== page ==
What does this mean? That a Greek-based, Hellenistic (as versus Semitic) orthodoxy, grasped by the early-to-late Church Fathers through to the Medieval periods, can give rise to an anti-Catholic, pro-Lutheran understanding in the Reformation Age. That then transitions again under the Reformed and Enlightenment movement of the 16-17th Centuries into a variety of Modernistic expressions of orthodoxy today. Pick any biblical theme, or any subject matter, and perform a historic study of that theme and subject matter, and you will quickly understand how people's perspective of God's Word changes from era-to-era, culture-to-culture, respective to the deep changes occurring in their own lives. This is not new news. Only new news to those traditionalists who assume man stays the same - and his God with him. And if we change, then we err, because it is assumed that God cannot change... that He stays impassively the same from generation to generation. Which would be to confuse His divine attributes with His economic relationship with the world. And even then, to naively assume we have said all we can say after 2000 years of church studies and confessions about this Redeemer-Creator God we think we know. Statedly believing that God must always remain the same as defined by our "classically-reinforced" descriptions of Himself (whatever those may be dependent upon the era-and-culture you may find yourself in).

Consequently, whether at one time the church may have spoken effectively to one generation or not, it now may be speaking even less effectively if it does not first adapt and synthesize its "biblical" message. But more-often-than-not, churches lean on their traditions to interpret their view of the world - and God's pre-supposed response to it - not realizing that those views can be unnecessarily restrictive to the urgent needs of their generation languishing for lack of a relevant gospel message. Instead, we give to society our selective version of the gospel that makes us feel comfortable with ourselves, rather than tempering our traditions and dogmas so that God may speak both to us - even as He does to this lost world we live in. Change must be embraced, not refused and condemned. And with change will come changes to traditions and dogmas - which in the church's case, it fears most, making of it a religious institution rather than a living faith fellowship.

And yet, in reality, change is the hardest thing to do - especially for a pastor or an academic scholar - dependent upon funding for life and ministry. If they change, then they may lose their ministry. Especially if that change is perceived as too radical. (I recently listened to a faithful Christian friend declare with religious zeal-and-fervor her perceived rightness of a Christian professor's tenured dismissal from a local Christian college for his heresy to God's Word.... A heresy I might add that we support here at Relevancy22. The heresy? Evolution and Science.... I am constantly amazed how benighted we can become by our own dictates and whimsies all in the name of God). So that, because of one's training and background; the brevity of academic life or ministry; the stubbornness of one's pride, or previous commitments, or accomplishments; or the awkwardness of public scrutiny ill-favoring any type of fundamental change; or even because of one's resume, status, or location, each of these social warrants may inhibit the necessary growth-and-change required to make a transformation forward towards theological relevancy - and away from the irrelevancy of one's favored interpretations of God's Word.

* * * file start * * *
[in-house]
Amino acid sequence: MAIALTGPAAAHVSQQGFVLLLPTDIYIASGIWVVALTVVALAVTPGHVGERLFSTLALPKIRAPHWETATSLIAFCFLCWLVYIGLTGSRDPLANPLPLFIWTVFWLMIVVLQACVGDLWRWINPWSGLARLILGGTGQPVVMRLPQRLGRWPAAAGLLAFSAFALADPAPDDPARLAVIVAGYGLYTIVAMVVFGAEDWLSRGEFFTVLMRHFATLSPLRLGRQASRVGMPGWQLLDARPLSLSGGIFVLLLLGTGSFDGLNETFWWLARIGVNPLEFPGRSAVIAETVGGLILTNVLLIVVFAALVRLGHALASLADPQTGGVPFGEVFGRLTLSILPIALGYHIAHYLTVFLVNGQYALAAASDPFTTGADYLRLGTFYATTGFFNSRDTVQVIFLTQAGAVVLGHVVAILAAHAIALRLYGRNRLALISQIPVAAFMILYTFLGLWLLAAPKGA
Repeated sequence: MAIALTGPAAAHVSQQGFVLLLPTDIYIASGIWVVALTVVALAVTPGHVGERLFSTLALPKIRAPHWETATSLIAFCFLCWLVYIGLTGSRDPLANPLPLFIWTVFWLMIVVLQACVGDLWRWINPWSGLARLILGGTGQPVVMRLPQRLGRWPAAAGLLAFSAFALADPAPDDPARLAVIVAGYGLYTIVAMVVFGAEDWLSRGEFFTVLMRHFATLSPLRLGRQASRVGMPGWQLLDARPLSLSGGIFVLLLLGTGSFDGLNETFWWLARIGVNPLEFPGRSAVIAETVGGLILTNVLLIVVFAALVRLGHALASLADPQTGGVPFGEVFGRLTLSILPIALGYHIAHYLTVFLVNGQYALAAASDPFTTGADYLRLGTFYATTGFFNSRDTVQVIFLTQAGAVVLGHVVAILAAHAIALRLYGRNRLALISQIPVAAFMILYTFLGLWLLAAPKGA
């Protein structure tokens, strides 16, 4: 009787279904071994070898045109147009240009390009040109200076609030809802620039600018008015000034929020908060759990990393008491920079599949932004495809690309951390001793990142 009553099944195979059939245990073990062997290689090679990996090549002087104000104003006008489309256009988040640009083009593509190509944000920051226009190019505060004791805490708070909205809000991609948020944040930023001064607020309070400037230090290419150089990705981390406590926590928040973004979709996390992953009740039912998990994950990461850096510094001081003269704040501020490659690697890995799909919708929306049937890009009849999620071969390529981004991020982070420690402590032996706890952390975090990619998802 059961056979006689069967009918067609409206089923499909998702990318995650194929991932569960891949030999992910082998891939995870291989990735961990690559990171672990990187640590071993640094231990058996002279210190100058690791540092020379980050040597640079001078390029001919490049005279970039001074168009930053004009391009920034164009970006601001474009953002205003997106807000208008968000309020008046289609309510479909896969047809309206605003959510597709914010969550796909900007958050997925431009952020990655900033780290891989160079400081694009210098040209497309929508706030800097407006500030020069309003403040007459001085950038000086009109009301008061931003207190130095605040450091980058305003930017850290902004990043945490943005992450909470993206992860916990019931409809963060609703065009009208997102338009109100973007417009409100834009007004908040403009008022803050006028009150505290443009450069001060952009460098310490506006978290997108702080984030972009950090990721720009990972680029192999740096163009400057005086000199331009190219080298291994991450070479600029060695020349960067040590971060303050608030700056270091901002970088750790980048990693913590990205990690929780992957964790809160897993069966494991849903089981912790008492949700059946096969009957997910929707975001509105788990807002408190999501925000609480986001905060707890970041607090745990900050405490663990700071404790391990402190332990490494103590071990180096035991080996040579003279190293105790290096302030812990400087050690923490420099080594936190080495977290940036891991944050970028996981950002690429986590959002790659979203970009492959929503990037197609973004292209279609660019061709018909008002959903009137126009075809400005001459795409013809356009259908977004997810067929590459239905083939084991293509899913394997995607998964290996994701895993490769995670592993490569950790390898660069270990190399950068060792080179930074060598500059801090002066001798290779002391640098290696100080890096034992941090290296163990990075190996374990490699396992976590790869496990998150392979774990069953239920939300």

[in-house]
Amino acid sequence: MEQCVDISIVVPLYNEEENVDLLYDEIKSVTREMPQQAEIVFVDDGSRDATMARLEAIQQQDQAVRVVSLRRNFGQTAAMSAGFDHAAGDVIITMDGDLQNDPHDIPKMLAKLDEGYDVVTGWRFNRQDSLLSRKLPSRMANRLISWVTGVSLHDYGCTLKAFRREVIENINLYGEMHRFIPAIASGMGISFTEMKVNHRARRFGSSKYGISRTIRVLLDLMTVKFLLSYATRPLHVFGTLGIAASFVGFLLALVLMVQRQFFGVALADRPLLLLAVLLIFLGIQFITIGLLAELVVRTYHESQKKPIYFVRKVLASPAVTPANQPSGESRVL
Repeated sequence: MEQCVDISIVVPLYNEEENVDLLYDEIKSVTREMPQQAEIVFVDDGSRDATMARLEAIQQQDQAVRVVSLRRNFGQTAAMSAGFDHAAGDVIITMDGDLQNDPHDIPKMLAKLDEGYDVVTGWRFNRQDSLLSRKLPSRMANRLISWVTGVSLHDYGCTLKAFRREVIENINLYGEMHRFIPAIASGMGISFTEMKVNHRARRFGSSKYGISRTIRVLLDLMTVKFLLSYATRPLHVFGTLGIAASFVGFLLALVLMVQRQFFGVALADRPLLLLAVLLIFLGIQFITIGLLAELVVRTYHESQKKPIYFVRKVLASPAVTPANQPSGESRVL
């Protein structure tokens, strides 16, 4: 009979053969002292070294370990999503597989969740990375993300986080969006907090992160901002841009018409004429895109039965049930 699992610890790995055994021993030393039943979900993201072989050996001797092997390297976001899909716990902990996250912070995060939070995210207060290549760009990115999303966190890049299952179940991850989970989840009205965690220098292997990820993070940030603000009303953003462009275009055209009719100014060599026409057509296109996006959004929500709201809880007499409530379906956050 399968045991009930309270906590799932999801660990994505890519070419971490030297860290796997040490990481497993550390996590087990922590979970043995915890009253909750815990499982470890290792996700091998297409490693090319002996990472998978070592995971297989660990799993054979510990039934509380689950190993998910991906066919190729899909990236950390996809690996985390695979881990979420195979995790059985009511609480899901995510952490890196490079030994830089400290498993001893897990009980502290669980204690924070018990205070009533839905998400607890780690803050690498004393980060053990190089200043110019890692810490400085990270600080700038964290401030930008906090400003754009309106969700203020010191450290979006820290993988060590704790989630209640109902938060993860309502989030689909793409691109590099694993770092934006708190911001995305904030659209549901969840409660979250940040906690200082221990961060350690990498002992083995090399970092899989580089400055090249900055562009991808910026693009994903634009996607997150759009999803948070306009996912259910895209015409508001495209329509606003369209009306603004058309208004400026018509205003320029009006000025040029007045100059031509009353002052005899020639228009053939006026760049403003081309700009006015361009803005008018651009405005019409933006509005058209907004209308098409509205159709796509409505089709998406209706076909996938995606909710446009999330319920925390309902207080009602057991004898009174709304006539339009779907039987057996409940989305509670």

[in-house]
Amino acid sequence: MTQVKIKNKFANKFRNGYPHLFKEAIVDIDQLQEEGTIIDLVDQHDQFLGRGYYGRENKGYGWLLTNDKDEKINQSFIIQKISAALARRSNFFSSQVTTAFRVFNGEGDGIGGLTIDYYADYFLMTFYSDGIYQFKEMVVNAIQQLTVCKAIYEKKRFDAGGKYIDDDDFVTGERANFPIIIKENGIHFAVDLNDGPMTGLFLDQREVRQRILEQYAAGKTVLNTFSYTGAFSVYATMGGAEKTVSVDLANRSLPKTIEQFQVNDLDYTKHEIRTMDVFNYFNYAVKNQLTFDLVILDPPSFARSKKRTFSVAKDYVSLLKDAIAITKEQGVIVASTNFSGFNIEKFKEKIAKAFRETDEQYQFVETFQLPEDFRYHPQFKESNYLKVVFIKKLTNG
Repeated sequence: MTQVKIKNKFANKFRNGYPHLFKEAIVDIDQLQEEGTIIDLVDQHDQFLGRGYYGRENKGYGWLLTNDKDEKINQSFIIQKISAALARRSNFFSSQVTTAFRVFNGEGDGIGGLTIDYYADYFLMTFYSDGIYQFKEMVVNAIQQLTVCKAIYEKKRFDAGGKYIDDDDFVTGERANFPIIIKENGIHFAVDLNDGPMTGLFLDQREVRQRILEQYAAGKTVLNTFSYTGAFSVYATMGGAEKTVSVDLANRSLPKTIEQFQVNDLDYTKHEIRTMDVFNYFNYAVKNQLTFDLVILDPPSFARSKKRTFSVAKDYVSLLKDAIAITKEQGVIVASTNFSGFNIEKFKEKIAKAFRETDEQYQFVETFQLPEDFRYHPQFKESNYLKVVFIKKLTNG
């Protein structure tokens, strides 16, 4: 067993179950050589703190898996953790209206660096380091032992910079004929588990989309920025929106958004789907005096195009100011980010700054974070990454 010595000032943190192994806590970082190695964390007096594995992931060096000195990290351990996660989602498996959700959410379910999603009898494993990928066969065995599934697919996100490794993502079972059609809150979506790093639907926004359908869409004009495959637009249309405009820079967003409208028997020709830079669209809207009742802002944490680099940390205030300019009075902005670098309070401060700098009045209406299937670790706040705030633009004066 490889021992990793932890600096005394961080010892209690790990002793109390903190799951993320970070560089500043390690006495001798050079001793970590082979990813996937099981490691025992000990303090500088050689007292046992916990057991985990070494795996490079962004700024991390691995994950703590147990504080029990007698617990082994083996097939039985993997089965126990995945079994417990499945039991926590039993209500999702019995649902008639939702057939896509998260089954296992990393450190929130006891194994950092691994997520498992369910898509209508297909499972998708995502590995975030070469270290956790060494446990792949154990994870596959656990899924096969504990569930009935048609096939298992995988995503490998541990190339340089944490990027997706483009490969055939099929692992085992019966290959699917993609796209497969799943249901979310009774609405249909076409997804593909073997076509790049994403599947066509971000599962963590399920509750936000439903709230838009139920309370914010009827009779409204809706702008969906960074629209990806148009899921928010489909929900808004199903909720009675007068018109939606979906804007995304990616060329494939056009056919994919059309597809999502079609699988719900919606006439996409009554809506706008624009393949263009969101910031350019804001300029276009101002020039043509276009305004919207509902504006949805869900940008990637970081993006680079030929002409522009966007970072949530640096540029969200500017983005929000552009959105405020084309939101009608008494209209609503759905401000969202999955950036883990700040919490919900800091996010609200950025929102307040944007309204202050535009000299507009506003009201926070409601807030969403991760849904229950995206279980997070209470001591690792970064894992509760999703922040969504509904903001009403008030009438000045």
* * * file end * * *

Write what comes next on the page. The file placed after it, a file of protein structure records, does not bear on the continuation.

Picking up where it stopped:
For some reason, as humans we don't like change. And when we do change it can disrupt us, sometimes greatly. But if the pace of societal shift has become so aggressively pronounced, then our former position may have to change as aggressively as well lest it die altogether in the streams of yesteryear's fast-fading eve of well-intentioned thoughts. Thus ideas and observations by classicists like Socrates, Plato, and Aristotle; or philosopher's like Nietzsche, Kant, and Kierkegaard; or even theologians like Augustine, Calvin, Barth, or N.T. Wright; will ebb-and-flow from century-to-century, era-to-era. Sometimes arriving as a heavy-handed disruptive event. And sometimes with hardly any disruption at all. Admittedly, nothing stays static. Not even theology. Though we piously quote to ourselves "God's Word never changes," while all-the-while suggesting by this fickled statement our firm resistance to change. And although we may think this to be true, we neglect to comprehend that it is we ourselves who are the one who must ultimately change. For if we do not, we become legalistic, or religious, and die to the living Word of God as it moderates our understanding with God's own understanding of His revealing Word. Moreover, our language and communications with one another must grow and adapt if God's Word is to live. And even our collective perspective as a church in its living witness within this world's ever-turbulent events and ideas must also evolve and accommodate lest that church dies as an irrelevant (if not irreverent) institution rather than as a living body of Jesus followers . For if we do not learn to re-learn, than we are judged to have failed, to be naive,  judgmental, unloving, or in grievous personal disrepute with the Word itself as it reaches out to save all men - and not just some according to our own religious rules and dogmas.